The plot below illustrates the relationship between snow-to-liquid ratio and 700-mb temperature in past storms at Soda Springs along I-80 north of Kirkwood.  For temperatures between -8 and -10˚C, as forecast by the GFS for most of the period, the linear fit snow-to liquid ratio is about 10-11 to 1.  Numbers like we're getting from our snow-to-liquid ratio algorithm are in the upper part of the distribution.  

Graph source: Van Cleave (2014)

We can also look at our downscaled SREF products.  The mean for water equivalent is right on 6" and the GFS forecast, with a range of about 3-9".  Mean snowfall is also right on the GFS, around 80", with similar snow-to-liquid ratios.  

Both water equivalent and snow-to-liquid ratio must be considered when making snowfall amount forecasts.  This will be a significant snow event in terms of water equivalent, but snow-to-liquid ratio will strongly affect how huge the snowfall amount goes.  The algorithm we use for snow-to-liquid ratio right now is temperature dependent and doesn't consider wind or precipitation amount.  While temperature favors larger ratios, the wind and precipitation amount do not. 

I'm excited to see where this all ends up.  Another 2 meter (80") storm?  Let's hope so.  

Monday, January 25, 2021

We Need Snow

The weekend snowstorm and powderfest notwithstanding, the snowpack situation in northern Utah remains dire and it is important that you all continue to provide sacrifices to Pagan gods so that the situation improves.  Human sacrifice not recommended, but please consider other legal options.

Alta ski area's web site reported totals through Sunday morning of 22".  The hourly interval stake observations from Alta-Collins indicated 19".  In either event, it was a good storm.  Several of my colleagues at the University of Utah in Mechanical Engineering and Atmospheric Sciences are testing out a new measurement system at Alta-Collins that provides very high-frequency measurements of snow density (expressed below as water content).  Below is what they found with the first couple of inches varying around 10% and then the next several inches varying around 8-9%, before some larger fluctuations for the last couple of inches.   


That's actually a pretty consistent snowfall.  We see larger variations in many storms around here. 

I'm sure it helped the skiing a great deal (I avoided the powder panic and went skate skiing).  However, the Alta-Collins snow depth sits this morning at 57", below my 60" threshold for "good early season conditions" despite it being late January.  NRCS SNOTEL data shows that sites like Thaynes Canyon above Park City are still at the lowest snowpack water equivalent in the past 30 years.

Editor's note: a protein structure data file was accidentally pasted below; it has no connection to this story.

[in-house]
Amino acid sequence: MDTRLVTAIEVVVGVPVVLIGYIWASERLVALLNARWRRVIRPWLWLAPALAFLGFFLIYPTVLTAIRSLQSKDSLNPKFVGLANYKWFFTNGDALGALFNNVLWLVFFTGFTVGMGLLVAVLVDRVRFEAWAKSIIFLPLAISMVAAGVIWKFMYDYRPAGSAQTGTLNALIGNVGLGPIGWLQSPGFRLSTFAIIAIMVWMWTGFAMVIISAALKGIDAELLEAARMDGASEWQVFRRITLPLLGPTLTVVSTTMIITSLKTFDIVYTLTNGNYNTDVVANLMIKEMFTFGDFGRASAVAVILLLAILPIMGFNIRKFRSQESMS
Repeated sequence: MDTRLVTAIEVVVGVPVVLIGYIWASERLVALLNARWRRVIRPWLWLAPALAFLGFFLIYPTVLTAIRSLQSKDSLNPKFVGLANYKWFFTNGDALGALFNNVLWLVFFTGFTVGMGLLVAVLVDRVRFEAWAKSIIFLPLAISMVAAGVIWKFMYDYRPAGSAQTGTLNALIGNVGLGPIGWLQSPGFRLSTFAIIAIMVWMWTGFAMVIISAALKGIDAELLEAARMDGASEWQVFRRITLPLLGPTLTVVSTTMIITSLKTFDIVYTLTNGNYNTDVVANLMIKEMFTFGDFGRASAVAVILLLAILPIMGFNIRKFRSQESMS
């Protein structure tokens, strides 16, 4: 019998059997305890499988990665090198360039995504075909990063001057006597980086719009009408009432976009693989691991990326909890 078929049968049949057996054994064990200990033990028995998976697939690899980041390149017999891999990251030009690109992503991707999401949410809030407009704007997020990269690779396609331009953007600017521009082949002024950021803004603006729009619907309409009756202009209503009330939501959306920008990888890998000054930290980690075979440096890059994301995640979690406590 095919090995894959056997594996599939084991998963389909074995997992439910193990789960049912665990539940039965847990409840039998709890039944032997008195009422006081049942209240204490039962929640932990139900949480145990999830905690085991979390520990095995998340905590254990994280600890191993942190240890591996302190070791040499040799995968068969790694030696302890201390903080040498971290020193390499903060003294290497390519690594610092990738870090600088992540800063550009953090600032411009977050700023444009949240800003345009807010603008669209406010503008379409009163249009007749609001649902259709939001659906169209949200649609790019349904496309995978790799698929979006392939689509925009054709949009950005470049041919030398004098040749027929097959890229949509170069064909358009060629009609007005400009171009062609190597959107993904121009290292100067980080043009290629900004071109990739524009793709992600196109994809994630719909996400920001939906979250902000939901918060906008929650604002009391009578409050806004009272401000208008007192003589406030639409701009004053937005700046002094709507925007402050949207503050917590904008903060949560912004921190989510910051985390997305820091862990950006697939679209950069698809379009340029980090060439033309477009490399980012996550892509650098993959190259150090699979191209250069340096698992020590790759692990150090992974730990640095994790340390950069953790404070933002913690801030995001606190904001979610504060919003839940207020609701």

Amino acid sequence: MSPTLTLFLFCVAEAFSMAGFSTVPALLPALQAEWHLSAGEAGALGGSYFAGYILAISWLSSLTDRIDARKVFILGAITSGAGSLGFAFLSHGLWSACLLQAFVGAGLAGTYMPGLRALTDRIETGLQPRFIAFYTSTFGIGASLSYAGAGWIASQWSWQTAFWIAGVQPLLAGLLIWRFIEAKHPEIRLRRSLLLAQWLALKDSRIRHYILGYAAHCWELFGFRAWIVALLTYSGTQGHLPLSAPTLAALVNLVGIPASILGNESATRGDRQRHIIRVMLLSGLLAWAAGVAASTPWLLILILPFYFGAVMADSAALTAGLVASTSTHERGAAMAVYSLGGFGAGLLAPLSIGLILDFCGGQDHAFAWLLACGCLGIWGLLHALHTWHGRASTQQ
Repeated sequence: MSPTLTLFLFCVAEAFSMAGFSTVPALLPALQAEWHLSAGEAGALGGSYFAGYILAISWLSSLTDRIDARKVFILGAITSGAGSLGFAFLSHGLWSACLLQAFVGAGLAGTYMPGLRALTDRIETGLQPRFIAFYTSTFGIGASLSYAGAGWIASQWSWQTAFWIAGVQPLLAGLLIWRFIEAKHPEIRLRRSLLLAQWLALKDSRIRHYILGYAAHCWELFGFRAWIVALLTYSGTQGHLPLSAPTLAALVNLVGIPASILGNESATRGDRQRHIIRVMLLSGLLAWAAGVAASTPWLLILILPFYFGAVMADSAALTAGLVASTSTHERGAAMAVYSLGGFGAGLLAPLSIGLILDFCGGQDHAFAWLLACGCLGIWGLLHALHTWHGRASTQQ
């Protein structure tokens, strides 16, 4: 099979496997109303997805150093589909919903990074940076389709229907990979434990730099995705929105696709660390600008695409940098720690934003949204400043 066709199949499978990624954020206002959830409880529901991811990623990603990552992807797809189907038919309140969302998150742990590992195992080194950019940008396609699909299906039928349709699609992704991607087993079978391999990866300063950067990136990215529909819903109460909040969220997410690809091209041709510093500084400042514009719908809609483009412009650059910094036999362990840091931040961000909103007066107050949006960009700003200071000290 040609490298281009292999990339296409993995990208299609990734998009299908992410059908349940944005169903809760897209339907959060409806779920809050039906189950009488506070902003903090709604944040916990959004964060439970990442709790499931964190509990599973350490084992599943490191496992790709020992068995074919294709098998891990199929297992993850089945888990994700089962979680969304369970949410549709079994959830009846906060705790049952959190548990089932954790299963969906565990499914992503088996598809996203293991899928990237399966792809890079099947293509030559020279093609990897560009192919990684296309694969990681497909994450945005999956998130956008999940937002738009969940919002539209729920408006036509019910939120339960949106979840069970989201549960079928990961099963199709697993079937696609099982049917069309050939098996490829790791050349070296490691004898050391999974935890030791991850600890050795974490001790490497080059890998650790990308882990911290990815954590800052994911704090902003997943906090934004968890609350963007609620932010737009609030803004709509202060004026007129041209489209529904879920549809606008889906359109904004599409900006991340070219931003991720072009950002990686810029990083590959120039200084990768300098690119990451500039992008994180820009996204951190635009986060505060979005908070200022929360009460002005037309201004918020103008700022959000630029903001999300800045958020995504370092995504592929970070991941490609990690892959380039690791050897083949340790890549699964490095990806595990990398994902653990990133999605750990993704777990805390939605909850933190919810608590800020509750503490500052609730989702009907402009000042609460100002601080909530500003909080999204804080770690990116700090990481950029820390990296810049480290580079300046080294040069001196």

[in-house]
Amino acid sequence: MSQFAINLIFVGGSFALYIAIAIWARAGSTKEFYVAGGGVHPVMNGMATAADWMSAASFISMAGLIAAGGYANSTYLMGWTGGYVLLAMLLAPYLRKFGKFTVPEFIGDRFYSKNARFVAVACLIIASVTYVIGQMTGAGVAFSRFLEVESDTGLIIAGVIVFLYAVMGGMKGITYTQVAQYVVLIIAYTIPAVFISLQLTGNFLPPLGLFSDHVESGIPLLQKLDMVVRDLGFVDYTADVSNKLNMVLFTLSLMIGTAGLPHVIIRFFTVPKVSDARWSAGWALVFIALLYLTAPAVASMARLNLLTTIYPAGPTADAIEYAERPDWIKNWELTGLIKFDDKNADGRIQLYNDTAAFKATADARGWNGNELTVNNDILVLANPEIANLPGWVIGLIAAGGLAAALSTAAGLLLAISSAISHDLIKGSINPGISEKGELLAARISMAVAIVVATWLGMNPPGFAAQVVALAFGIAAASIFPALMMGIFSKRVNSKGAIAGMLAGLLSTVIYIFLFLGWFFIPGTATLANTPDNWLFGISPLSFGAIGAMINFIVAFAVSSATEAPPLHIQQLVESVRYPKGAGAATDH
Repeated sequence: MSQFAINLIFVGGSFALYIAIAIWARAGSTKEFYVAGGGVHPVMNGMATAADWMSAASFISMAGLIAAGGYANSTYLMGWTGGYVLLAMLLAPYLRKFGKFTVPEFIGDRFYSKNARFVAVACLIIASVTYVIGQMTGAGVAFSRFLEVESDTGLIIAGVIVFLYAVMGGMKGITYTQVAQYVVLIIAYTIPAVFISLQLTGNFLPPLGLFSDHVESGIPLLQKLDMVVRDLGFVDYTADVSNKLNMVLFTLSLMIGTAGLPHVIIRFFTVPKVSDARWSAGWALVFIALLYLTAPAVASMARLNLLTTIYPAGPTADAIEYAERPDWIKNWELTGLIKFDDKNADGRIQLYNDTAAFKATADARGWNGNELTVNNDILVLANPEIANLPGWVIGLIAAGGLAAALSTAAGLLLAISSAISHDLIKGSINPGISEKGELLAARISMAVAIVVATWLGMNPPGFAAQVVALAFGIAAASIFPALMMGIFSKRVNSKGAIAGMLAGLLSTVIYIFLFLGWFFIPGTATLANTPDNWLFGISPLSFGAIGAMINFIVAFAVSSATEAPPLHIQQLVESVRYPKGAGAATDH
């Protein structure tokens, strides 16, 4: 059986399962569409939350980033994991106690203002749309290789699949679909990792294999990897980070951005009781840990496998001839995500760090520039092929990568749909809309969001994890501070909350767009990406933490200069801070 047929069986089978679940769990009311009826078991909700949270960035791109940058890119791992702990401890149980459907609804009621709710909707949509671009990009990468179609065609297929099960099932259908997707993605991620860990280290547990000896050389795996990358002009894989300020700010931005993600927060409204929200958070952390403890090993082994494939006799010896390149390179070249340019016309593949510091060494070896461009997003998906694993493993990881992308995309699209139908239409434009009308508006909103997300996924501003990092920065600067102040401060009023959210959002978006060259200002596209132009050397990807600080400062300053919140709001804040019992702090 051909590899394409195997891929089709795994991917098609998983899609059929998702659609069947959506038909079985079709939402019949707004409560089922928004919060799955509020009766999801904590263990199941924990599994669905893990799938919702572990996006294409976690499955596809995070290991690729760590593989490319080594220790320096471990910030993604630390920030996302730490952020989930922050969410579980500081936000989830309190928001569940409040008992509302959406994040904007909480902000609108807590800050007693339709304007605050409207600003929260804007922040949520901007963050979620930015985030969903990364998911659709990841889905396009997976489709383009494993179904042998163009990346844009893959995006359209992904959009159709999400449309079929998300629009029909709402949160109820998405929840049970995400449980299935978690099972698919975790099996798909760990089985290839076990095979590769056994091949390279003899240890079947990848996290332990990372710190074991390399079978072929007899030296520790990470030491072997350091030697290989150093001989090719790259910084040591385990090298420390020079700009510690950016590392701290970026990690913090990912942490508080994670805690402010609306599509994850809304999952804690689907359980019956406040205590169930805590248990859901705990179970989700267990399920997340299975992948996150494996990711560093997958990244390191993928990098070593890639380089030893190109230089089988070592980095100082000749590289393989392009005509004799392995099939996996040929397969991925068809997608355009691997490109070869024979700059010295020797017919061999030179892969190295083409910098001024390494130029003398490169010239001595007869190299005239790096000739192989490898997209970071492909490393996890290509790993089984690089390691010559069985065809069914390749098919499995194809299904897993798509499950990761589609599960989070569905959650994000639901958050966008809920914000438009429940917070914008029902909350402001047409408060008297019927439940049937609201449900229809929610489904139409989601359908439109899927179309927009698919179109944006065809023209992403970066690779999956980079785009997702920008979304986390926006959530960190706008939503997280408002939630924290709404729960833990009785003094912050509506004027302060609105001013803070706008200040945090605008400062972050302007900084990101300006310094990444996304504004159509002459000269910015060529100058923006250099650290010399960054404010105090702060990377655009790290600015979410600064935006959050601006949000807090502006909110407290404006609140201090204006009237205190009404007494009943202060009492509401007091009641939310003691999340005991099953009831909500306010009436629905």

Source: NRCS

Thus, we are still "yo-yoing off the back." 

The week ahead is best summarized by lifting some lyrics from Stealers Wheel lyrics:

Clowns to the left of me
Jokers to the Right
Here I am
Stuck in the Middle with You

And that looks to be precisely where we will be this week with BIG storms to the west of us, BIG storms to the south, and BIG storms to the north, as indicated by the NAEFS downscaled snowfall product through 0000 UTC 1 February.  

However, it probably won't be a shutout as there are enough bits and scraps coming through to give us some snow and if we're lucky, one or more of the storms will come close enough to give us a bit more.

The forecast plume for Alta-Collins gives us some dribs or drabs through the 27th, but then picks things up.  The mean 7-day storm total is actually a fairly healthy 30 inches, although the spread is large. A lack of clustering around any one event is indicative of the bits and scraps and differences in their timing and intensity.  

I think that 30" is optimistic and perhaps on the upper end of what I would go for for the period.  Still let's hope we get something.  I don't want to have to resort to human sacrifice.

Saturday, January 23, 2021

Storm Update

It is, as my ski-touring friends like to say in situations with a hair-trigger snowpack, a good day for a walk in the woods.  

Storm totals as of this (Saturday) morning as reported by the Utah Avalanche Center include 16" (1.42" SWE) in upper Little Cottonwood, 15-20" (0.95"-1.50" SWE) in upper Big Cottonwood, 10-13"  (.85-1.2" SWE) on the Park City Ridgeline, 14" (1.30" SWE) in Mill Creek, 10-12" (1.0-1.23" of SWE) in the Provo area mountains, and 8-12" (0.50-1.10" SWE) in the Ogden area mountains.

Basically a little something for everyone, with more to come.  

Not surprisingly, snow-starved Salt Lakers were out in full force this morning.  Alta reported full parking lots at 8:12 AM, a full hour before the scheduled opening of the lifts at 9:15.